Just finished reading Brendan Drumm’s account of his experience of leading change in Public Health in Ireland – as head of the HSE from 2005 to 2010: ‘The Challenge of Change – Putting Patients before Providers‘.

Interesting book on a number of counts: good discussion of a major change project, public health is of interest to all of us, provides an insight into implementing change in public sector and poses some interesting questions about the role of politics and politicians and their impact on provision of public services.

He is very forthright on a number of points:

  • Patients (ie the public) need to demand change
  • Practitioners need to lead the change
  • Primary care is at the centre of any effective solution
  • We do not need more beds
  • Rationalisation of A&E services across the country was the only option – backed up by significantly improved ambulance services
  • HSE (and therfore the public) was paying too much for drugs
  • The revised consultant contract (80/20 split of public/private) work is the way forward
Was somewhat surprised not to see some more coverage of potential role of technology in enabling and sustaining change e.g. potential benefits of electronic patient records.

Clearly be believes that he has mapped out a way forward for public healthcare, that we have made significant progress during the last five years and that if the curent incumbents stay on message we will see real changes and benefits for patients in years to come.

It will be interesting to see how a number of changes play out:

  • Ongoing discussions re consultant contracts e.g. reimbursement; changing role in context of 80/20 arrangements
  • Further consolidation of A&E facilities across the country
  • Further role out of integrated services
  • How will the current Minister for Health drive forward the changes?




Healthcare provider CEO – a perspective on IT

Attended the 16th Annual Conference of the Healthcare Informatics Society of Ireland (‘HISI’) today.  Excellent keynote from Michael Dowling, President and CEO of the North Shore -LIJ Health System USA.

He made some opening remarks about a number of the key drives for change in the US: consolidation (insurers and providers), budget issues, healthcare reform movement.

WRT to IT he claimed to have seen less progress than he would have expected (given that Healthcare is one of the most technologically advanced industries) – probably because (1) fragmented healthcare industry and (2) lack of great products.

He argues strongly for a subtantial commitment to IT – if providers want to trak outcomes and to manage the continuum of care.  He is looking for his investment in IT to generate quality, productivity and efficiency – with better outcomes for the patient.

He had some interesting views on RoI and investment in information technology.  Quick RoIs do not occur – and people too often build false expectations.  IT will not solve the healthcare cost problems. These are down to technological advancement, democratisation of advertising by pharma, demographics (in 100 years we have added 35 years to the average life), life style/ behaviour (e.g. child obesity).  Many of these issues are not being addressed at the right level.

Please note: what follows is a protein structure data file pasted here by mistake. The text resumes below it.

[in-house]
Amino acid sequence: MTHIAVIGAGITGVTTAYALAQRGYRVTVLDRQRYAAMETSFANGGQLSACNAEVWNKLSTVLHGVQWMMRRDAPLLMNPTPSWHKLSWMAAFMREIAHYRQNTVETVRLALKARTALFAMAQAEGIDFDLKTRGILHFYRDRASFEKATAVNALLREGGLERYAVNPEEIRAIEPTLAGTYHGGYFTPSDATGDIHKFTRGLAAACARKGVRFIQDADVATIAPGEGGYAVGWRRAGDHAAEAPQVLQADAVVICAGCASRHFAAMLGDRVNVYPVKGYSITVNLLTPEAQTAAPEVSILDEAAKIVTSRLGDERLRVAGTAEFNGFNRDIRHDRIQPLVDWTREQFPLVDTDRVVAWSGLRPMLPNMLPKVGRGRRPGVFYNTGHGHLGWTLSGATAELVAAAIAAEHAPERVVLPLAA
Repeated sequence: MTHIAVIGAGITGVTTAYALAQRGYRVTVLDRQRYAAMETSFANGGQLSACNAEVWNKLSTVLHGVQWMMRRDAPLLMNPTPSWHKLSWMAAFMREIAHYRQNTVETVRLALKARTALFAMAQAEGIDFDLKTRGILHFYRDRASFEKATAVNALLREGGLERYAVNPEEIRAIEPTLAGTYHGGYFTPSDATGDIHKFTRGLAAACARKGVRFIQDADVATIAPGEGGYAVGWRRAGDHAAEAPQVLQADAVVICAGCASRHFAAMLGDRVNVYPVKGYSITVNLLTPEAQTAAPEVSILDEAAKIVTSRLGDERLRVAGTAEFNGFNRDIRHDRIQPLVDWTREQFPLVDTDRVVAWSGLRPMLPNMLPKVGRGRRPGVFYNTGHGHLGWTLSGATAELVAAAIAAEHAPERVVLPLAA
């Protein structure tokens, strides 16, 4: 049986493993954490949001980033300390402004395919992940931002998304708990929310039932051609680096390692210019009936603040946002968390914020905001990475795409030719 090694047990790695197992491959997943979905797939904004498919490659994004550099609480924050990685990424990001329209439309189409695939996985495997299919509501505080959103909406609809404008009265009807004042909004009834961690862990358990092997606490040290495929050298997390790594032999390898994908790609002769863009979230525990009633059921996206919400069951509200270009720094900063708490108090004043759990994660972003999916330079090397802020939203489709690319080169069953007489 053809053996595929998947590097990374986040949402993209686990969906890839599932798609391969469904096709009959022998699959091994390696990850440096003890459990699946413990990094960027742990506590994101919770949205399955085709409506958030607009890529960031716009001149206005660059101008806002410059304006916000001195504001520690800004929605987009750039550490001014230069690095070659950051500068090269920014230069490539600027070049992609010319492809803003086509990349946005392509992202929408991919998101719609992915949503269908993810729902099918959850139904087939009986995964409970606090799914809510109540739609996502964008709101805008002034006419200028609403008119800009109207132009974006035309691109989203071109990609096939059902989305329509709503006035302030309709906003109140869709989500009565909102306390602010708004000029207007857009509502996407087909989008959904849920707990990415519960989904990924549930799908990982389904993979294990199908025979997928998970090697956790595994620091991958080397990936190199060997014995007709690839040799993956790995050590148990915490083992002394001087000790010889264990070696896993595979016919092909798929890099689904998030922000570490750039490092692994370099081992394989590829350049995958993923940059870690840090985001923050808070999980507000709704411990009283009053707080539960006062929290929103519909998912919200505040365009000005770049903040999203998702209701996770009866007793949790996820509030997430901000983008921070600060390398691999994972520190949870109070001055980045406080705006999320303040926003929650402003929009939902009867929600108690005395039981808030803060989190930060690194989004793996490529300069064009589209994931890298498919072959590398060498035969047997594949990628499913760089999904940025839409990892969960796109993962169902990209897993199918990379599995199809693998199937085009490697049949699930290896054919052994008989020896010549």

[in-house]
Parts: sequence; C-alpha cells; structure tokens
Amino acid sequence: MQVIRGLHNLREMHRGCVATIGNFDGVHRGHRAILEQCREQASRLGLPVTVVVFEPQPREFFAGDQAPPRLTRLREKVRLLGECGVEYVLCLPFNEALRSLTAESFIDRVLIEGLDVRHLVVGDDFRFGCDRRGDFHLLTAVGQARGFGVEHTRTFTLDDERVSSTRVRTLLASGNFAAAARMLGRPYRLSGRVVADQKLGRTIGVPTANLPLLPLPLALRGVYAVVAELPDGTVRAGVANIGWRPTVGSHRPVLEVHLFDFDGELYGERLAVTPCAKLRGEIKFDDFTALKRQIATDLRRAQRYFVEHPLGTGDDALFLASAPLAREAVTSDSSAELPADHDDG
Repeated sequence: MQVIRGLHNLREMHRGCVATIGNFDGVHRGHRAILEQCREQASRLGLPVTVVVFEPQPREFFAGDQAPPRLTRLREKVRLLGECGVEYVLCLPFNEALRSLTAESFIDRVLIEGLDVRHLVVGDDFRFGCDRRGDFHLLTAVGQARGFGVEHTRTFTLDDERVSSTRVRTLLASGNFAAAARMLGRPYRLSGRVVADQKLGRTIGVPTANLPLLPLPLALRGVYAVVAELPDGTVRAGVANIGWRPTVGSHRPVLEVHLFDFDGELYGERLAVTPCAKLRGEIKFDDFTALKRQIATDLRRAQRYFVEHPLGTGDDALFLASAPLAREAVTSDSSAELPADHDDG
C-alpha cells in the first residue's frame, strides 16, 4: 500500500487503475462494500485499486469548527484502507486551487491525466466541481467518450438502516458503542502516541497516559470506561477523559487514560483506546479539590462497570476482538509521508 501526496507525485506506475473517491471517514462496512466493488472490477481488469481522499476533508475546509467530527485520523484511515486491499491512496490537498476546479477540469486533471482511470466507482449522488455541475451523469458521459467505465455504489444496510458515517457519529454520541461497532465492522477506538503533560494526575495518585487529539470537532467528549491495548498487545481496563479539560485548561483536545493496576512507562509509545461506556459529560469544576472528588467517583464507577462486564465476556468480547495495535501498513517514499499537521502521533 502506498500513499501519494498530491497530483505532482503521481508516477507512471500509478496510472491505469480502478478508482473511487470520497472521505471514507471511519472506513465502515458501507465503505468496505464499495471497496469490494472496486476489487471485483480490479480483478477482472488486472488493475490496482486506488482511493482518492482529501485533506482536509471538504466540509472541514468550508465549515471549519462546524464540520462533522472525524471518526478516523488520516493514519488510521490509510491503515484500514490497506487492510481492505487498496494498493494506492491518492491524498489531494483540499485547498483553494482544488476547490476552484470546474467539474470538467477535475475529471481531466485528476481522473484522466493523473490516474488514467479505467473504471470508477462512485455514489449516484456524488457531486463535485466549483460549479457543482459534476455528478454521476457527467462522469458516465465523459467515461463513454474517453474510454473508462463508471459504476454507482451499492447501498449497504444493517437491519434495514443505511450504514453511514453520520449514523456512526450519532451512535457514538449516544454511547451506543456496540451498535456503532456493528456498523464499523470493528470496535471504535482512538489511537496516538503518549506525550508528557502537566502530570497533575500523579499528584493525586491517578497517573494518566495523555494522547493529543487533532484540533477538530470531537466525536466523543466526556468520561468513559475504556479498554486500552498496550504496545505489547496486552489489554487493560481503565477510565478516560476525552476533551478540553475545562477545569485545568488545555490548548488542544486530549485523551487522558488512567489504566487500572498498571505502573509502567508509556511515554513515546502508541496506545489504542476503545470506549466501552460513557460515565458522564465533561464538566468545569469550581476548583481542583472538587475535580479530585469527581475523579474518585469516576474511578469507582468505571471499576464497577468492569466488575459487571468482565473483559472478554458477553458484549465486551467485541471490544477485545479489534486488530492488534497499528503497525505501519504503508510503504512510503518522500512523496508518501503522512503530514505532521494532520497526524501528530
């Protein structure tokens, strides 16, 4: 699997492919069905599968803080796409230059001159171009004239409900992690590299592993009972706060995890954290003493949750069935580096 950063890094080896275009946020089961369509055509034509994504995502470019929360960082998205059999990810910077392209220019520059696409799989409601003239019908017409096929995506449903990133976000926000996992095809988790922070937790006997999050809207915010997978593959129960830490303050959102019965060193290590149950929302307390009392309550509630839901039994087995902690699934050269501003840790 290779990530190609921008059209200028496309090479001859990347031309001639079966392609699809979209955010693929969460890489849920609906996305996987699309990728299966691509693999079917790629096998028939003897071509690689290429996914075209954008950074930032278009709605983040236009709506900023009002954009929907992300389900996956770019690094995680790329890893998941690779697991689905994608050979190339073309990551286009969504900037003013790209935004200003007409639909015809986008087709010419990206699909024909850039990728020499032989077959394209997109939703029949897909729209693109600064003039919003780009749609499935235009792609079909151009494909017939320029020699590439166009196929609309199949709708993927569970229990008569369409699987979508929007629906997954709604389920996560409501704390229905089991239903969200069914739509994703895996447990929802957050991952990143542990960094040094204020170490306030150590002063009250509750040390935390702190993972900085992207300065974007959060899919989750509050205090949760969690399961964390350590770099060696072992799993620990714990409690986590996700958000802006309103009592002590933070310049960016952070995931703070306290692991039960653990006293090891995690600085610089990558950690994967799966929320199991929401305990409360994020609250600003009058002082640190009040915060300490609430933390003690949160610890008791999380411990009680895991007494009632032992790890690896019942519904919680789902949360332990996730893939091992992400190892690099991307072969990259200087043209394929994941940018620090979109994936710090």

Mr Dowling made a number of other observations:

  • need to move from pay for service (ie volume) to pay for value
  • IT must be used to connect different providers right across the contuum e.g. hospitasls, socil services, ancillary services
  • important to implement systems which do notlock people into doing what they are doing today
Finally Mr Dowling reminded all of us about the risks of losing the human factor though over dependence on technology.  He expressed his frustration tihw so much unproductive email (referecing the quote ‘the problem with communication is thinking it has occurred’).
Al in all an excellent key note from a CEO committed to investing in information technology to improve patient outcomes.  And a CEO who is very upbeat – in spite of the current economic challenges in all markets.


Privacy and healthcare

Require patient-centric approach to privacy in healthcare

Returning again to the subject of privacy – this time in the case of healthcare.

Interesting paper produced in the US by the Patient Privacy Rights group – the case for informed consent.

Paper references interesting statistics about the number of patients now demanding privacy – in fact the number of patients avoiding early medical checkups/ treatment because of concerns re privacy/ confidentiality.

The paper pushes a very valid principle – that the medial data about the patient belongs to the patient and not the hospital or clinician. Therefore it is not sufficient to think about patient privacy being addressed by software vendors.

The paper outlines it as follows: It is a mistake to design health IT in a paternalistic manner — assuming a corporation, vendor, provider or government agency knows what is best for each individual patient. Instead, we should build ‘patient-centric’ health IT systems.

The challenges posed are potentially complex – but they need to be addressed. For operators they will require changes in processes and systems. But these changes will be required to meet legal requirements and in order to establish and maintain credibility with patients.

Another positive for social networks

Using social networking to support effort to get fit.

Like many others I struggle to get out and take exercise on a regular basis. I have many false starts (or false dawns). May target to walk four times a week – or run twice a week; generally do well for a week or two, then let it slip (early morning meeting, bad weather, travelling for work, any excuse will do…).

Was thinking about some application which would (1) assist me in tracking my efforts and (2) put me in touch with similar ‘athletes’ or ‘would be athletes’.

And then, via a contact on facebook, I come across dailymile

Have to say – looks like a close fit to what I think I need. Some nice features including (1) setting out routes and measuring them and (2) summary analytics.

Will report back after a few weeks of use of the site – looking to use this social network (connected to facebook and twitter) to assist me in becoming more healthy.